Those commercials specifically were brought through After Effects using a plugin called “Shine,” hence the name. It was through Red Giant Software, which makes the titles look like rays of light are coming through them. God rays, you know?
The Huf one is so sick, where he pops that huge ollie over the hip. RIP.
[sigh] I know, man. I was lucky enough to work with him on a few small things in my time at DVS. Those were some of my favorite years, working so close with Colin and producing all that content. The way he thinks is pretty incredible, and his storytelling abilities are insane. He’s a true filmmaker, somebody who I really look up to and admire. I brought him on recently to edit Ken [Roczen] and Jordan [Jarvis’] Unplugged episodes for us. I’m glad we could bring him on. I try really hard to involve my friends in my work.
I wanted to ask, did you ever have a passing interest in motocross before skating?
Honestly, no. From the little bits of motocross that I did see, I wasn’t into it. It definitely wasn’t on my radar until I got to DVS, because they had a moto division and even sponsored the Geico Honda team for a minute. I was the last dude at DVS after Colin, Cole Mathews, and Ryan Dearth had left, so I sort of fell into the moto division as an everyman.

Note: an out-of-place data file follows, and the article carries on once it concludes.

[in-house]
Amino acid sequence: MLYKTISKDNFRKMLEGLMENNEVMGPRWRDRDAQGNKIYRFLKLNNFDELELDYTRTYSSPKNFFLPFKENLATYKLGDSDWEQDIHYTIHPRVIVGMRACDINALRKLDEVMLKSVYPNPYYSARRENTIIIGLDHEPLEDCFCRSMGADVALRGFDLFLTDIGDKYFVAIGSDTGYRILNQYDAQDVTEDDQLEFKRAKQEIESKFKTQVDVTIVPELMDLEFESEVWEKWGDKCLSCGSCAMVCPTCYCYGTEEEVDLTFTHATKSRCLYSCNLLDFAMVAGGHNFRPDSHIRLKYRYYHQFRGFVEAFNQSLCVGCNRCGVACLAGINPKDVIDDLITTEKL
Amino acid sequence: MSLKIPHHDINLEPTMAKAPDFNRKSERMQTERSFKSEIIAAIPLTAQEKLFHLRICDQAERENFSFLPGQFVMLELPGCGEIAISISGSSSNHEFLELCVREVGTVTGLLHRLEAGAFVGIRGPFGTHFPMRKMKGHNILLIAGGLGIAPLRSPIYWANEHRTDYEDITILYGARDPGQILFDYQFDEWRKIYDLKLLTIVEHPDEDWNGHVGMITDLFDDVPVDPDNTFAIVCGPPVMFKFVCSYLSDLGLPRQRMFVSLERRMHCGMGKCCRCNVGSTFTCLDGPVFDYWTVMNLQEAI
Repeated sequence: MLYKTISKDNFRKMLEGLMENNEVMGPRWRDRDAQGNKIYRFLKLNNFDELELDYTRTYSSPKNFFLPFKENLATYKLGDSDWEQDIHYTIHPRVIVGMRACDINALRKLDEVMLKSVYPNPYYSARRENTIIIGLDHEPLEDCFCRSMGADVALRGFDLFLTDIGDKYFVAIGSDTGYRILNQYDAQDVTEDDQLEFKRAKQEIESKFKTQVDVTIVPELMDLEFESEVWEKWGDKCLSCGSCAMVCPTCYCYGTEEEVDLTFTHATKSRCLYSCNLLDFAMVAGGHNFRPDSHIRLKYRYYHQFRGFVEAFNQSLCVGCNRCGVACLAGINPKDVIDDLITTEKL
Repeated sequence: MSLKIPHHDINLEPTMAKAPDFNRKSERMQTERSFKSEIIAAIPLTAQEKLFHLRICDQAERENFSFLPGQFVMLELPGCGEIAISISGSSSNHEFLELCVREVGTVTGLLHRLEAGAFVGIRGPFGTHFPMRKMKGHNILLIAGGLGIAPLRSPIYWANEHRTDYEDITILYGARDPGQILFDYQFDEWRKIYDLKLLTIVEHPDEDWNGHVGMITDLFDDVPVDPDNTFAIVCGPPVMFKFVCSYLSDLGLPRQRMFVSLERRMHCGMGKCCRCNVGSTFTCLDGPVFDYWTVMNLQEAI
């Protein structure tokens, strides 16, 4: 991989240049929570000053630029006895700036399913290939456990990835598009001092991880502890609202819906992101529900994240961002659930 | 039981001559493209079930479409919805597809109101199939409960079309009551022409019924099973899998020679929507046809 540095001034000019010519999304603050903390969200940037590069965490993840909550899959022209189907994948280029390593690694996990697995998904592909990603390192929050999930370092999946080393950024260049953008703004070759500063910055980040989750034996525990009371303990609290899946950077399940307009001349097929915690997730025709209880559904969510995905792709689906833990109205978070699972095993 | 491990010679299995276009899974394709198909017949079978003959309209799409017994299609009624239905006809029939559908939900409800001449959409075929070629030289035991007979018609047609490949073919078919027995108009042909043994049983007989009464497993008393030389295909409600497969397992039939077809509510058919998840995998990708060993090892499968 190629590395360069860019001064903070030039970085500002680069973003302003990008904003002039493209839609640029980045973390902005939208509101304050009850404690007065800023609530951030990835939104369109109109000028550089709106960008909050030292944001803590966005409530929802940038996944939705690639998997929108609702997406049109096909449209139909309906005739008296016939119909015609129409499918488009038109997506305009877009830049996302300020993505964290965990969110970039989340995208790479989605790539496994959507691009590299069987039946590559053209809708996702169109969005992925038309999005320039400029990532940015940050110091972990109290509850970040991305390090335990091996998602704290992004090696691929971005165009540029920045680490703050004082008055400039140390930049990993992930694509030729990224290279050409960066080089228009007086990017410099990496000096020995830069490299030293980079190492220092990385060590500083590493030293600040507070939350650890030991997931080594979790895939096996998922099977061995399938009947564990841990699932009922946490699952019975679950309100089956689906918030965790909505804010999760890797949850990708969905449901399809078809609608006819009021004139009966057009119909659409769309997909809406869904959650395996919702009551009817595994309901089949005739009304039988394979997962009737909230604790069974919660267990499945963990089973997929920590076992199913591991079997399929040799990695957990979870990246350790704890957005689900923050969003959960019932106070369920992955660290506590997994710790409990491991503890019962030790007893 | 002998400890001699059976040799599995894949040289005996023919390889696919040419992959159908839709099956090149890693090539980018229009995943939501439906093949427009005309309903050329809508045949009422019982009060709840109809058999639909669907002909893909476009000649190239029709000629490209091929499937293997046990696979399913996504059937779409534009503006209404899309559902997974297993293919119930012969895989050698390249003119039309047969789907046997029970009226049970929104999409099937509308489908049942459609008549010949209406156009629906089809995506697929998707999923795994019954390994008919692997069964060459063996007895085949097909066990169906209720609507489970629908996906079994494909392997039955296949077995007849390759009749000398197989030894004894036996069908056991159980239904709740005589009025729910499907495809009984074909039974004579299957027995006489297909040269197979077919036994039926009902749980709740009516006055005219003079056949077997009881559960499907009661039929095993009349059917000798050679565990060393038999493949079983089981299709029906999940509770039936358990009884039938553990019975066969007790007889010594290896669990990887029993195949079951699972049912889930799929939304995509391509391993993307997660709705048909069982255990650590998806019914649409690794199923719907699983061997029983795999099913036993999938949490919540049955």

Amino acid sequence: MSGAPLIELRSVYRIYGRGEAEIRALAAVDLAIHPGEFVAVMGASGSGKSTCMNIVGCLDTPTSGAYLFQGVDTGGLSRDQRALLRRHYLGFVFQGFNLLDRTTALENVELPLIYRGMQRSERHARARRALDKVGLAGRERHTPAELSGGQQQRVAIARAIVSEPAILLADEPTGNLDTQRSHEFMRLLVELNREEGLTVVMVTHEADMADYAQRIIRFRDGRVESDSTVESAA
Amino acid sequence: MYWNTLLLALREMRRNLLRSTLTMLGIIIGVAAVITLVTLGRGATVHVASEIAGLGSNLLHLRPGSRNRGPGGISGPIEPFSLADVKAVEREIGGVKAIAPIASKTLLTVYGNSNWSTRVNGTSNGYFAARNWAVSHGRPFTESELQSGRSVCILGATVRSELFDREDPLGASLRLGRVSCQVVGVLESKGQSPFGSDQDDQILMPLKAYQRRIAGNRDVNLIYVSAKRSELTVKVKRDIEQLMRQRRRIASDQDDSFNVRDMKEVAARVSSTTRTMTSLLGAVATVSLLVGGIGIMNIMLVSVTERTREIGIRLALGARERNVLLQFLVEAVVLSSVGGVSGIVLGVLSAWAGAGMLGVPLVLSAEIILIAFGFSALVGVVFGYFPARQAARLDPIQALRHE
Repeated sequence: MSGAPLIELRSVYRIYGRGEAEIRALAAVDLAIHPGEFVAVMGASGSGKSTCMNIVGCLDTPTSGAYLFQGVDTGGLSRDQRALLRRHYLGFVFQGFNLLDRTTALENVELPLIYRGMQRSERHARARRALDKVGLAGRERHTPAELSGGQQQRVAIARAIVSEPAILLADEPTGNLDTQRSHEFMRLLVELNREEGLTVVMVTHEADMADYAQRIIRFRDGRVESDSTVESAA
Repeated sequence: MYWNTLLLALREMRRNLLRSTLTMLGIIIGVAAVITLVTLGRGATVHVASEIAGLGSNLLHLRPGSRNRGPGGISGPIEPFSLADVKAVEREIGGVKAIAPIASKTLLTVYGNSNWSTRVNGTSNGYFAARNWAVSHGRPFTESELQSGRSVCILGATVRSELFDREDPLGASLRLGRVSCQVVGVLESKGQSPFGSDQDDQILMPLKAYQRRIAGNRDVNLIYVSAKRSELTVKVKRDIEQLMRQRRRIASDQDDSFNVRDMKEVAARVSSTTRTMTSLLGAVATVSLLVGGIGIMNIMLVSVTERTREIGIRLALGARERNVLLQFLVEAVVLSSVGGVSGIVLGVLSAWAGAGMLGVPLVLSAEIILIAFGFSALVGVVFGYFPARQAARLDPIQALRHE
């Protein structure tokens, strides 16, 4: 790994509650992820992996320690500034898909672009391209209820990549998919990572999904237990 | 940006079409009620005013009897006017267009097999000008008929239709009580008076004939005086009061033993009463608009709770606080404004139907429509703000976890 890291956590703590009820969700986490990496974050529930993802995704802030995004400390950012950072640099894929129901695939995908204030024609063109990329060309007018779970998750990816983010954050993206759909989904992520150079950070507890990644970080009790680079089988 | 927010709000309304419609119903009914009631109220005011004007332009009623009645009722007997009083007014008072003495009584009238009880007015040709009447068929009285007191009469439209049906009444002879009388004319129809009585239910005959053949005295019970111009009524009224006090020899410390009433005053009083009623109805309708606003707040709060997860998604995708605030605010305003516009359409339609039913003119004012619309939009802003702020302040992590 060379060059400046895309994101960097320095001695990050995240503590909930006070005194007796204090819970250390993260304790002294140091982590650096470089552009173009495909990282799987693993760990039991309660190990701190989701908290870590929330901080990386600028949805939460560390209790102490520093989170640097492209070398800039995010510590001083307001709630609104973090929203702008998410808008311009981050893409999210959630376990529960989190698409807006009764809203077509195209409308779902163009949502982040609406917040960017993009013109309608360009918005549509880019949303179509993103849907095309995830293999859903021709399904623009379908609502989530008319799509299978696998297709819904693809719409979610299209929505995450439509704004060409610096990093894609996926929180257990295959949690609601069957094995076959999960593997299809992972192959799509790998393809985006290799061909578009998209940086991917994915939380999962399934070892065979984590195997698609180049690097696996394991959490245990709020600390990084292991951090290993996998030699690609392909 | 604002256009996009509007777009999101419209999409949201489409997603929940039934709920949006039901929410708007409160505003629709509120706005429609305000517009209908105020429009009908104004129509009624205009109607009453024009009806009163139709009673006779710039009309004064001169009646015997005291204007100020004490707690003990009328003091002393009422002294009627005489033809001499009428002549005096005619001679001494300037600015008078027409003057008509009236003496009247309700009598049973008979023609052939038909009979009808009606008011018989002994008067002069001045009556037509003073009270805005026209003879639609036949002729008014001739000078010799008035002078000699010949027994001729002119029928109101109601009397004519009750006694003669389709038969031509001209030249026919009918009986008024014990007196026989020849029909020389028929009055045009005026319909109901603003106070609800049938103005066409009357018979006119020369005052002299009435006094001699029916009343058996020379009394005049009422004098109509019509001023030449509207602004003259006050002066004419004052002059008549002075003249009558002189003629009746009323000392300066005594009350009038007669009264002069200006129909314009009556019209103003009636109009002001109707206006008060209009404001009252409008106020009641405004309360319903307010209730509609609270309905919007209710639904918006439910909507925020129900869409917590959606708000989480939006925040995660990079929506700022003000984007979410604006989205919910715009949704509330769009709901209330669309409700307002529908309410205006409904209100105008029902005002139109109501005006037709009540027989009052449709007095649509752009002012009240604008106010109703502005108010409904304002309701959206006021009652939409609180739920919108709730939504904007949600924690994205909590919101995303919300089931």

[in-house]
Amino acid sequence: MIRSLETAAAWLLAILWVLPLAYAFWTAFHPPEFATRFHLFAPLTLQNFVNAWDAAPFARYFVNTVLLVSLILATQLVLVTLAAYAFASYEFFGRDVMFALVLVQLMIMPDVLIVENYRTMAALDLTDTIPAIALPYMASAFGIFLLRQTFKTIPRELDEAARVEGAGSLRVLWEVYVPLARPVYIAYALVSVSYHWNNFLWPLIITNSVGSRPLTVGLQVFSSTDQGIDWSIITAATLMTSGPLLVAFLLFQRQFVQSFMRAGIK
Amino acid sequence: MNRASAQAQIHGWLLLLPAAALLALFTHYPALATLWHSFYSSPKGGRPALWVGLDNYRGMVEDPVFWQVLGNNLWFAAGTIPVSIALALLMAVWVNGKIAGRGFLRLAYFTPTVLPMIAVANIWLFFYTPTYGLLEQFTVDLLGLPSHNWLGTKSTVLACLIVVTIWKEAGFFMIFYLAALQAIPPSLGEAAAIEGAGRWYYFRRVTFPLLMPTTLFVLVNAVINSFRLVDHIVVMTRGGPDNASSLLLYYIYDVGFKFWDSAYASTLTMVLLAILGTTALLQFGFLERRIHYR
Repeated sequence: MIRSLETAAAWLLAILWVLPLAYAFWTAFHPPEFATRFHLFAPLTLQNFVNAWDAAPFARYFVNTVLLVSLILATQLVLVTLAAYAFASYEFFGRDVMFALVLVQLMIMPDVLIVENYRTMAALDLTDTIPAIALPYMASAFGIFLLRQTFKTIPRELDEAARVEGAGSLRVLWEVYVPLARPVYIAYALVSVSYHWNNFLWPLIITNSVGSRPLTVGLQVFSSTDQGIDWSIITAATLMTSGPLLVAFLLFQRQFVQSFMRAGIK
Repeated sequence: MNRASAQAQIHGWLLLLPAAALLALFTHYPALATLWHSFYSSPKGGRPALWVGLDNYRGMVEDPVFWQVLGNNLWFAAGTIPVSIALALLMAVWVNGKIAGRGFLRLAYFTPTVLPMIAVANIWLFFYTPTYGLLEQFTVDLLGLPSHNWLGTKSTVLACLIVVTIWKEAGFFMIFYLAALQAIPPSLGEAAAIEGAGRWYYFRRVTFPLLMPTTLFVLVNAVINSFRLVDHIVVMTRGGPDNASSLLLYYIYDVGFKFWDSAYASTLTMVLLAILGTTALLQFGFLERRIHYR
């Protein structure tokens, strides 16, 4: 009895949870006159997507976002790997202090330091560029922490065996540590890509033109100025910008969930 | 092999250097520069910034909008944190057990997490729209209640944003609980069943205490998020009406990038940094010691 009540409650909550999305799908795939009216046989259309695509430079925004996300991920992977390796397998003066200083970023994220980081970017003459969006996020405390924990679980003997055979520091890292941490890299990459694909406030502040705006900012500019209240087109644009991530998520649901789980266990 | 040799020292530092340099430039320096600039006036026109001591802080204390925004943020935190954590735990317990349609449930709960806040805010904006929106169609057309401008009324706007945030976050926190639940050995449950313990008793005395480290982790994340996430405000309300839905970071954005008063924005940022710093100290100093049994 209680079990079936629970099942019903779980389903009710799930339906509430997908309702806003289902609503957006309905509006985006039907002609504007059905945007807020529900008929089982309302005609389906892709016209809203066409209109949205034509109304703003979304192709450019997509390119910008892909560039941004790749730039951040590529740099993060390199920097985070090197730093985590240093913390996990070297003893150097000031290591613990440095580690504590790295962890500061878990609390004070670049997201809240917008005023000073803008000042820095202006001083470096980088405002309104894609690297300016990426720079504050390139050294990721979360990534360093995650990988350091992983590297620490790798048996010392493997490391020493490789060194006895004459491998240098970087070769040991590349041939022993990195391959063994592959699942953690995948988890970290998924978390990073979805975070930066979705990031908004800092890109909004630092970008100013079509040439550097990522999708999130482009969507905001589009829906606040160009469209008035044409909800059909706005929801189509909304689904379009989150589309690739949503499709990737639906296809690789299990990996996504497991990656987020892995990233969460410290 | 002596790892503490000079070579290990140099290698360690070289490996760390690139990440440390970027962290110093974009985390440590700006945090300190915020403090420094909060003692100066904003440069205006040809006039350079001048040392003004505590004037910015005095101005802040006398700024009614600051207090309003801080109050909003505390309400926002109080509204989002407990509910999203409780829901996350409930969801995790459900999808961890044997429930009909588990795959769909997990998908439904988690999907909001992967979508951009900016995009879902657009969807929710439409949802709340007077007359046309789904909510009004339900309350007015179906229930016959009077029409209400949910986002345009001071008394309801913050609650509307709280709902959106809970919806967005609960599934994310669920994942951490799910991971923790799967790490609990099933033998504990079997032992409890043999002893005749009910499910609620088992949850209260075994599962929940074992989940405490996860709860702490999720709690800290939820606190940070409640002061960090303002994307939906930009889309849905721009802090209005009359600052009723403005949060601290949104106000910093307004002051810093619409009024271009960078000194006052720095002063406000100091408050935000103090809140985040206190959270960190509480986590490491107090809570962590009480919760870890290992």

The way it went was, DVS wanted a commercial to play at the last round of supercross that year, the finale in Las Vegas, and they turned to me to get it done a month-and-a-half before the race. That was my first taste of working in the motocross world and it was creating that spot for the finals! I wanted to play off of the spots we did for the 2009 Transworld Skate & Create contest, where we match-cut skaters in multiple outfits skating one obstacle, but I wanted to get even more technical with it. That’s where the idea to mount a camera on the motorcycle came to fruition in my head. Our team manager, Dano Legere, helped build the contraption and I worked closely with Mike Hiskey, our art director at the time, to help story board everything.
That spot ended up playing on the Jumbotron during the finale, and I was proud of that, but I still wasn’t super confident in my abilities behind the camera, so my friends Daniel Rojas and Chris Williams helped shoot that with me. Looking back, seeing Eli Tomac, Justin Barcia, and Kevin Windham in that spot is crazy. I didn’t even know who those dudes were at the time, but that was a hell of a first gig.
That’s what led me to Fox, actually.
Were you stoked?